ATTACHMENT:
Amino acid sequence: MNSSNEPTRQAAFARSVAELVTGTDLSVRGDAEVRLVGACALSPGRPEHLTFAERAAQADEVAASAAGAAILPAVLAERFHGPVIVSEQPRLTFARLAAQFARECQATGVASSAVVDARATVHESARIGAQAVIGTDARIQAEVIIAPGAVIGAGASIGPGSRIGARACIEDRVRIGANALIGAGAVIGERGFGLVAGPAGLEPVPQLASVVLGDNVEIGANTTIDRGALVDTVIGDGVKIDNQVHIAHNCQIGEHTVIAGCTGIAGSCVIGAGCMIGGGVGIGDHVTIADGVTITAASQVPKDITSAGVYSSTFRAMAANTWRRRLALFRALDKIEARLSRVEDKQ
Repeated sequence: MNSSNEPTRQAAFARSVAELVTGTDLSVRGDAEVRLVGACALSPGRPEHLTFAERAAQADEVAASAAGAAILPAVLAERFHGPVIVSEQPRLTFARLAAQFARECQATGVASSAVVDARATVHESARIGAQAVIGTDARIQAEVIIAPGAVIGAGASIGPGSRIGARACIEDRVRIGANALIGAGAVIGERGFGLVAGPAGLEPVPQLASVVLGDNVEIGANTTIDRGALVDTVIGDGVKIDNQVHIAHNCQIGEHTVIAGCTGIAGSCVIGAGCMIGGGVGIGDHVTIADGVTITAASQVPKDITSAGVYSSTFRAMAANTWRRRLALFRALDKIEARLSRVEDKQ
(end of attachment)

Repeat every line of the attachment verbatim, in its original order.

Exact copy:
Amino acid sequence: MNSSNEPTRQAAFARSVAELVTGTDLSVRGDAEVRLVGACALSPGRPEHLTFAERAAQADEVAASAAGAAILPAVLAERFHGPVIVSEQPRLTFARLAAQFARECQATGVASSAVVDARATVHESARIGAQAVIGTDARIQAEVIIAPGAVIGAGASIGPGSRIGARACIEDRVRIGANALIGAGAVIGERGFGLVAGPAGLEPVPQLASVVLGDNVEIGANTTIDRGALVDTVIGDGVKIDNQVHIAHNCQIGEHTVIAGCTGIAGSCVIGAGCMIGGGVGIGDHVTIADGVTITAASQVPKDITSAGVYSSTFRAMAANTWRRRLALFRALDKIEARLSRVEDKQ
Repeated sequence: MNSSNEPTRQAAFARSVAELVTGTDLSVRGDAEVRLVGACALSPGRPEHLTFAERAAQADEVAASAAGAAILPAVLAERFHGPVIVSEQPRLTFARLAAQFARECQATGVASSAVVDARATVHESARIGAQAVIGTDARIQAEVIIAPGAVIGAGASIGPGSRIGARACIEDRVRIGANALIGAGAVIGERGFGLVAGPAGLEPVPQLASVVLGDNVEIGANTTIDRGALVDTVIGDGVKIDNQVHIAHNCQIGEHTVIAGCTGIAGSCVIGAGCMIGGGVGIGDHVTIADGVTITAASQVPKDITSAGVYSSTFRAMAANTWRRRLALFRALDKIEARLSRVEDKQ